Turns out that Mark Watney’s extended stay on Mars wasn’t all that far-fetched.
“It was a great flick; really well-done,” Richard Gilbrech, director of NASA’s John C. Stennis Space Center, said at a community forum Thursday, drawing parallels between NASA’s goal of sending humans to Mars in the 2030s and “The Martian,” the 2015 film starring Matt Damon, as Watney. “A phenomenal job of what I call ‘science-fact’ as opposed to ‘science-fiction,’ ” Gilbrech added.
Thursday’s forum at the INFINITY Science Center in Pearlington, Mississippi, included brief remarks from a handful of NASA officials. They offered a crowd of more than two dozen — a mix largely of local community members and NASA contractors and employees — an update about the center’s activities and its ongoing part in the area’s economy.
Overall, NASA’s workforce at Stennis is estimated at 5,000 workers, including 2,000 civil servants and contractors. About 1,500 of the workers are from Louisiana.
In addition, NASA’s Michoud Assembly Facility, situated on 832 acres in New Orleans East, has about 1,220 federal and private employees. Michoud is playing a key role developing NASA’s Space Launch System, a mega-rocket designed to transport astronauts into deep space, a goal of President Barack Obama’s administration.
Michoud’s Vertical Assembly Center, a three-story, 165-ton cylindrical welding machine, uses friction-stir welding to assemble the mega-rocket’s massive core stage.
With NASA working to develop the tools to send humans to an asteroid by 2025 and Mars not long after, Gilbrech said NASA researchers are preparing to test new systems and capabilities for spending an extended duration in space — perhaps more than two years. Stennis is NASA’s primary rocket propulsion testing ground.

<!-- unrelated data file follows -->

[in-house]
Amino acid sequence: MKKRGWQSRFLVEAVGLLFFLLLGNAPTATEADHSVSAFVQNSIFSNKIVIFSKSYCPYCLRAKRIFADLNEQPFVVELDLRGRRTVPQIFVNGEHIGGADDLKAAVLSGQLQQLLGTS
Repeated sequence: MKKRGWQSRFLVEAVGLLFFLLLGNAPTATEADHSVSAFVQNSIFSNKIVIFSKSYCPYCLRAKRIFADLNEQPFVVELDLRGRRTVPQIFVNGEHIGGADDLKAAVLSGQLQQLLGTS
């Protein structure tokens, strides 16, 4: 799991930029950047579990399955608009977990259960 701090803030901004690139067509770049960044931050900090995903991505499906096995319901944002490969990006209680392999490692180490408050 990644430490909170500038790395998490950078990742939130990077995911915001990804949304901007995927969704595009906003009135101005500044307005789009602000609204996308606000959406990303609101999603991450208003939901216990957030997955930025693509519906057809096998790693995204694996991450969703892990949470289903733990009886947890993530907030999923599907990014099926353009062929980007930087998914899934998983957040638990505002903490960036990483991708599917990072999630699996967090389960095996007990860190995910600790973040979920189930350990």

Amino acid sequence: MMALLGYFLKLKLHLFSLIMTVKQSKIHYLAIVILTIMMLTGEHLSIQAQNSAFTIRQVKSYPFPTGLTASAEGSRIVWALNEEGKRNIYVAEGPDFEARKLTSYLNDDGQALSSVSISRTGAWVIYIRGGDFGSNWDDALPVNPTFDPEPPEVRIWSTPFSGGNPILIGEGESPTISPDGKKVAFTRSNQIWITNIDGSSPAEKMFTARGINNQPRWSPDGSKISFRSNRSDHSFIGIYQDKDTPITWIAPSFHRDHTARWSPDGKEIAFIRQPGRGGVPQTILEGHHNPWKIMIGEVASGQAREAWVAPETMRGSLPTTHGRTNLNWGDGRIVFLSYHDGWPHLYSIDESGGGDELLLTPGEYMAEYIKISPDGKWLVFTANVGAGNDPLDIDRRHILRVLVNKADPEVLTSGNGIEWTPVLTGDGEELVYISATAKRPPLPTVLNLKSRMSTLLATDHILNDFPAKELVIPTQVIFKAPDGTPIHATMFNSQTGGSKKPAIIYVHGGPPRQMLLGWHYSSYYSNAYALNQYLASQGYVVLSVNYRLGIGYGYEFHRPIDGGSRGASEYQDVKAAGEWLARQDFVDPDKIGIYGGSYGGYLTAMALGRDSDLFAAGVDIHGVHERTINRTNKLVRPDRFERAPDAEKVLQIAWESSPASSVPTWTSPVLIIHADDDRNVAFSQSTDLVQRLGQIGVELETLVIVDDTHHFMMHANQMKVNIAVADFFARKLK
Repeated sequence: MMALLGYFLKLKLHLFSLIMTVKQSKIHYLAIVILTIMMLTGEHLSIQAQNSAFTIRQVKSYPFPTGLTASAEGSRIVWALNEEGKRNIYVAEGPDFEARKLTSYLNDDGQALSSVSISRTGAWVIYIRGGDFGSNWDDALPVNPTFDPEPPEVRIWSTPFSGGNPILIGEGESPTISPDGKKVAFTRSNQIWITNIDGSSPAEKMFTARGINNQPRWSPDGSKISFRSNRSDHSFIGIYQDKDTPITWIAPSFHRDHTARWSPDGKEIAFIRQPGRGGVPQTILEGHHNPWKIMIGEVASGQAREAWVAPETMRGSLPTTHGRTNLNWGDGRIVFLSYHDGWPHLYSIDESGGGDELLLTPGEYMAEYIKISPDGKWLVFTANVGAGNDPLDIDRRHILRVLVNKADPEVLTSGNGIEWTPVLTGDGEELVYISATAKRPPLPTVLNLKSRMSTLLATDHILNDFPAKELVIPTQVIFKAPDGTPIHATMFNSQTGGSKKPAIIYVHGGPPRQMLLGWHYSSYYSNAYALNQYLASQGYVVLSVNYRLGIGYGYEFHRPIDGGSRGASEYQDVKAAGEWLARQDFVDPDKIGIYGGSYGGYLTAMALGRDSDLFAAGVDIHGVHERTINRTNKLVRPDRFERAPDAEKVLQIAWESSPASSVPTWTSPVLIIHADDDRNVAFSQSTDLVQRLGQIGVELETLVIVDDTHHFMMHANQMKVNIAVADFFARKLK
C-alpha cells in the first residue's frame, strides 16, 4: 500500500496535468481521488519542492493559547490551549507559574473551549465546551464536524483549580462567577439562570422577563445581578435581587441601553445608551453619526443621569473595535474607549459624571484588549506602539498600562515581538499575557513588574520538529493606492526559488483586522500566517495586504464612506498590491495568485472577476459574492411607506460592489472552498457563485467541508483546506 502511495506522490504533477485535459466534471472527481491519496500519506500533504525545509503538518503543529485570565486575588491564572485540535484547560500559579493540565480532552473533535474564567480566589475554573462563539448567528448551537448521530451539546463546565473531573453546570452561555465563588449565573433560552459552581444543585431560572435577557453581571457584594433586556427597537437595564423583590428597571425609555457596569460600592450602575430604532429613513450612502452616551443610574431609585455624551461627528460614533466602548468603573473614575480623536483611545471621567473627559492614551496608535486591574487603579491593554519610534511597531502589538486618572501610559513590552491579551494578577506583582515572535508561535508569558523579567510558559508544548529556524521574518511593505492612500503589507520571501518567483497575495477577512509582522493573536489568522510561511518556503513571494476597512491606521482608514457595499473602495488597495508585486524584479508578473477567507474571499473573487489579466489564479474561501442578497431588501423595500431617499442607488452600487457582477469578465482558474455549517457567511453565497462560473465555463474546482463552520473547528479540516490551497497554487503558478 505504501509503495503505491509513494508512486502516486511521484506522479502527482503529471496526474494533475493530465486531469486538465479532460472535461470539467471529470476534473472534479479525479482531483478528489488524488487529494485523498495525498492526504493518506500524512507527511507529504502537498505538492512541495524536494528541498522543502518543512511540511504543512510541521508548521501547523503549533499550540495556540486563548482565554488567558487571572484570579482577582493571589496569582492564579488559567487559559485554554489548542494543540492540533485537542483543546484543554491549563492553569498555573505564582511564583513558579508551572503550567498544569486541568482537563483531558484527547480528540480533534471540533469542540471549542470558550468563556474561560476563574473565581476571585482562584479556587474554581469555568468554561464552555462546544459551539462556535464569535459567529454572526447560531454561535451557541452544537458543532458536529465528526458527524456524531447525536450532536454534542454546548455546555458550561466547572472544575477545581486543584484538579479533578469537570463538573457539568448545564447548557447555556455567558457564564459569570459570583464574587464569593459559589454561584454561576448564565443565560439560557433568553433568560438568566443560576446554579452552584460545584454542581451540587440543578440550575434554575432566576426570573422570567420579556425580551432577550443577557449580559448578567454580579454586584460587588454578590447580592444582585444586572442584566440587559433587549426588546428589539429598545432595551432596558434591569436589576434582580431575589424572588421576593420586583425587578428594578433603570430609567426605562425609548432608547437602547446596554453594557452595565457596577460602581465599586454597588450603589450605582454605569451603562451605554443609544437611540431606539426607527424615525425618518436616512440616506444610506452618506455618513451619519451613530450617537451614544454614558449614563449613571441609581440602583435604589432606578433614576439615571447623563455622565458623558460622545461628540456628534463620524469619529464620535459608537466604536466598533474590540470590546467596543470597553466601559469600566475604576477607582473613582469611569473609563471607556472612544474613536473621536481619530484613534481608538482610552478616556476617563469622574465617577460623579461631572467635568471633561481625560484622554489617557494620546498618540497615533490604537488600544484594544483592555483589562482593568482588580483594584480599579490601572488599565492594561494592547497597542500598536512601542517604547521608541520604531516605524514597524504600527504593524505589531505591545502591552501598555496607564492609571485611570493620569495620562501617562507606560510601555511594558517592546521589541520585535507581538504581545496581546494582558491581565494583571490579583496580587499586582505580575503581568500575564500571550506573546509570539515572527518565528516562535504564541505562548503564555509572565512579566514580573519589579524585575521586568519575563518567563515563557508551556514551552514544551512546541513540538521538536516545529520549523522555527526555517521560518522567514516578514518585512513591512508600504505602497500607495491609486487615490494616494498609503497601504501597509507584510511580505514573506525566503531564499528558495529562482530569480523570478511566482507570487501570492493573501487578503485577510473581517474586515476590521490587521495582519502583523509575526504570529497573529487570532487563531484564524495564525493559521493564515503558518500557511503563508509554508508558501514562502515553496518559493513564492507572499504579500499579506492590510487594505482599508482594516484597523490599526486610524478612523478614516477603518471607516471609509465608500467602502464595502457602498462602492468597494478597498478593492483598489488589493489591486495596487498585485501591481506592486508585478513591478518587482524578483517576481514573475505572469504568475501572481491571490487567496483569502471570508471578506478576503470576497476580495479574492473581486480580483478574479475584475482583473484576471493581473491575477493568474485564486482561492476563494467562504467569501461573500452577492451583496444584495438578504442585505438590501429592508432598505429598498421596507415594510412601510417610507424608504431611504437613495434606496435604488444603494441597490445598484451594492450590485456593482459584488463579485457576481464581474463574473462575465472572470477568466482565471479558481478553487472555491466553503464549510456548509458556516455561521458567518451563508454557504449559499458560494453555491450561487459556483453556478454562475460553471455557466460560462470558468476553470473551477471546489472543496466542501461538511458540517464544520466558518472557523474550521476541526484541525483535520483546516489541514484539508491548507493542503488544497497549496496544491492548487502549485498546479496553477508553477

In “The Martian,” Watney is left for dead by his fellow astronauts after a strong storm on Mars. A botanist and mechanical engineer by trade, he is able to overcome a series of challenges and setbacks, including fertilizing Martian soil with vacuum-packed waste to grow potatoes, which helps him to survive.
As it turns out, Gilbrech said, NASA researchers are studying ways to potentially grow food on Mars.
“We really have a monumental challenge to try to get to Mars and put humans on the surface of Mars in 2030,” he said.
Gilbrech also discussed that center’s transition since Syncom Space Services LLC — a joint venture of Virginia-based PAE and BWXT Nuclear Operations Group Inc. — recently began handling work for NASA at Stennis and Michoud. The $1.2 billion performance-based deal, which is expected to last about 10 years, is aimed at “eliminating a lot of duplication,” he said.
Syncom took over the work from Jacobs Technology, a Jacobs Engineering Inc. subsidiary.
Stennis also is in the final stages of redesigning and expanding its restricted air space, partly to support rocket engine testing at and near the space center, he said. That could “open up a whole new avenue of potential business.”
Stennis is home to the NASA Shared Services Center, the agency’s central hub for processing administrative services. Stennis hosts a number of federal, state, academic and private organizations and technology-based companies that share the cost of owning and operating the facility.
John Wilson, executive director of the INFINITY Science Center, offered an update on recent improvements to the site.
“Our job is simply to inspire and nurture curiosity so that the missions of these agencies will continue well into the future,” he said.
Follow Richard Thompson on Twitter, @rthompsonMSY.